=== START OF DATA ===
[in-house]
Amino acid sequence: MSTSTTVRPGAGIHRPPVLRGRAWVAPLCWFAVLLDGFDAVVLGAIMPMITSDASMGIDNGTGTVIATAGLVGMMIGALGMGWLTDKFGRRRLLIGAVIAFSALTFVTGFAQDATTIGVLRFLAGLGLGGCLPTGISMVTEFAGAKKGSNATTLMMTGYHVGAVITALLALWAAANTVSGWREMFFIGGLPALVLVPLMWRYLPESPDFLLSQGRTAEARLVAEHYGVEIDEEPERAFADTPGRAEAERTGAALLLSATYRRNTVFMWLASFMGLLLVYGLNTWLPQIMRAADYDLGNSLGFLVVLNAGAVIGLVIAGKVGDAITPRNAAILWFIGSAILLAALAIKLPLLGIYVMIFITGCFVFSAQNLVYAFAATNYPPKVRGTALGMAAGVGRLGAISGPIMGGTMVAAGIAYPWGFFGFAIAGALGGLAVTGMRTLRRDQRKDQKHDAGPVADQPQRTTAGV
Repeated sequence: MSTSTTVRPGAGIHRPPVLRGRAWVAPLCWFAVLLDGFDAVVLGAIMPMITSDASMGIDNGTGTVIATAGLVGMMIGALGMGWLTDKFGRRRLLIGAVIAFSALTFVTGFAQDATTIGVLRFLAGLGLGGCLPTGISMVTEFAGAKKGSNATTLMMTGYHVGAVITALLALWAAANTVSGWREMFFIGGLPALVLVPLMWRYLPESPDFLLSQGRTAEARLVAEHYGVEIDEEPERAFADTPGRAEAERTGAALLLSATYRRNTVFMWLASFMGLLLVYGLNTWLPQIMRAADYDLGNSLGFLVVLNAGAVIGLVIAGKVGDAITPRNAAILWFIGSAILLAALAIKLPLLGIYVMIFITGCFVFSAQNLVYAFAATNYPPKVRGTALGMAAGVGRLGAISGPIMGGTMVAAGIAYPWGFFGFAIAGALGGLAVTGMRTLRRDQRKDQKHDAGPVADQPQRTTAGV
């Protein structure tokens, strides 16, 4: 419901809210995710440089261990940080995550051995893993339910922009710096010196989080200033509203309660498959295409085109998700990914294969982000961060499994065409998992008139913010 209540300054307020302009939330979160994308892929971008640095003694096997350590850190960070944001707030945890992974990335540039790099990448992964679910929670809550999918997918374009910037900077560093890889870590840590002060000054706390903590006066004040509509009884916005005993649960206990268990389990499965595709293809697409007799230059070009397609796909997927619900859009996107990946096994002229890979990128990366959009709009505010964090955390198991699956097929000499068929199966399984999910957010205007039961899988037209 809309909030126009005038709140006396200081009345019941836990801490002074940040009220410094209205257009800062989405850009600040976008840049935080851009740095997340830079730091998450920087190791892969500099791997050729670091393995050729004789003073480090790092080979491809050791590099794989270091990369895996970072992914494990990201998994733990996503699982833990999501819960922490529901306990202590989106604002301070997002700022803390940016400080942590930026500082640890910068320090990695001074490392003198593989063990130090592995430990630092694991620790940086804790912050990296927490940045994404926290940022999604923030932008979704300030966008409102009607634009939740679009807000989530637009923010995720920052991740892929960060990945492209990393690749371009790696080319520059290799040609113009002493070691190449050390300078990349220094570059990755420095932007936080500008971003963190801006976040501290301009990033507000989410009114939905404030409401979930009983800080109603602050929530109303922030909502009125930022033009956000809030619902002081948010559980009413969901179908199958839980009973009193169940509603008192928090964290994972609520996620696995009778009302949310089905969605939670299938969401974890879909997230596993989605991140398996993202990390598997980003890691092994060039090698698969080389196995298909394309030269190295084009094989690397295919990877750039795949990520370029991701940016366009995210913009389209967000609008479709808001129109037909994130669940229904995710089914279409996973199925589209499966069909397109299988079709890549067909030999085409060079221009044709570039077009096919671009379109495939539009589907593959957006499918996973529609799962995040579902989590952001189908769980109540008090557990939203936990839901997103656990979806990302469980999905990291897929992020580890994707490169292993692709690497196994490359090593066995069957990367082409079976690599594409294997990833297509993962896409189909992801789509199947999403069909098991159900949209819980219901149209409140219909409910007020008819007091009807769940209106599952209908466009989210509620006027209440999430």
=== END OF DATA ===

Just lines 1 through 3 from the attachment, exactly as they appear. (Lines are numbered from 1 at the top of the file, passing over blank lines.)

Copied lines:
[in-house]
Amino acid sequence: MSTSTTVRPGAGIHRPPVLRGRAWVAPLCWFAVLLDGFDAVVLGAIMPMITSDASMGIDNGTGTVIATAGLVGMMIGALGMGWLTDKFGRRRLLIGAVIAFSALTFVTGFAQDATTIGVLRFLAGLGLGGCLPTGISMVTEFAGAKKGSNATTLMMTGYHVGAVITALLALWAAANTVSGWREMFFIGGLPALVLVPLMWRYLPESPDFLLSQGRTAEARLVAEHYGVEIDEEPERAFADTPGRAEAERTGAALLLSATYRRNTVFMWLASFMGLLLVYGLNTWLPQIMRAADYDLGNSLGFLVVLNAGAVIGLVIAGKVGDAITPRNAAILWFIGSAILLAALAIKLPLLGIYVMIFITGCFVFSAQNLVYAFAATNYPPKVRGTALGMAAGVGRLGAISGPIMGGTMVAAGIAYPWGFFGFAIAGALGGLAVTGMRTLRRDQRKDQKHDAGPVADQPQRTTAGV
Repeated sequence: MSTSTTVRPGAGIHRPPVLRGRAWVAPLCWFAVLLDGFDAVVLGAIMPMITSDASMGIDNGTGTVIATAGLVGMMIGALGMGWLTDKFGRRRLLIGAVIAFSALTFVTGFAQDATTIGVLRFLAGLGLGGCLPTGISMVTEFAGAKKGSNATTLMMTGYHVGAVITALLALWAAANTVSGWREMFFIGGLPALVLVPLMWRYLPESPDFLLSQGRTAEARLVAEHYGVEIDEEPERAFADTPGRAEAERTGAALLLSATYRRNTVFMWLASFMGLLLVYGLNTWLPQIMRAADYDLGNSLGFLVVLNAGAVIGLVIAGKVGDAITPRNAAILWFIGSAILLAALAIKLPLLGIYVMIFITGCFVFSAQNLVYAFAATNYPPKVRGTALGMAAGVGRLGAISGPIMGGTMVAAGIAYPWGFFGFAIAGALGGLAVTGMRTLRRDQRKDQKHDAGPVADQPQRTTAGV